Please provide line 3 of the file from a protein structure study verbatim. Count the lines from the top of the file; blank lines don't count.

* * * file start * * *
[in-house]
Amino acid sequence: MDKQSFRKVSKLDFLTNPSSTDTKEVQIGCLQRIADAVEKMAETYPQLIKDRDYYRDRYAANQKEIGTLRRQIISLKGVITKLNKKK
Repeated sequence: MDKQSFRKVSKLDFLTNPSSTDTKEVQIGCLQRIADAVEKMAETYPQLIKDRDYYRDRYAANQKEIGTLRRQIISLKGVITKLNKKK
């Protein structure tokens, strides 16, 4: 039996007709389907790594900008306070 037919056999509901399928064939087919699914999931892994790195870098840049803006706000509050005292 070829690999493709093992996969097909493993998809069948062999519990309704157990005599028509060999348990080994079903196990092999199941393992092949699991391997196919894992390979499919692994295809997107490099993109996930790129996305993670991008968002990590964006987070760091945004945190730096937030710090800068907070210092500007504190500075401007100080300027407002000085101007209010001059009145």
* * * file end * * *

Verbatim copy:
Repeated sequence: MDKQSFRKVSKLDFLTNPSSTDTKEVQIGCLQRIADAVEKMAETYPQLIKDRDYYRDRYAANQKEIGTLRRQIISLKGVITKLNKKK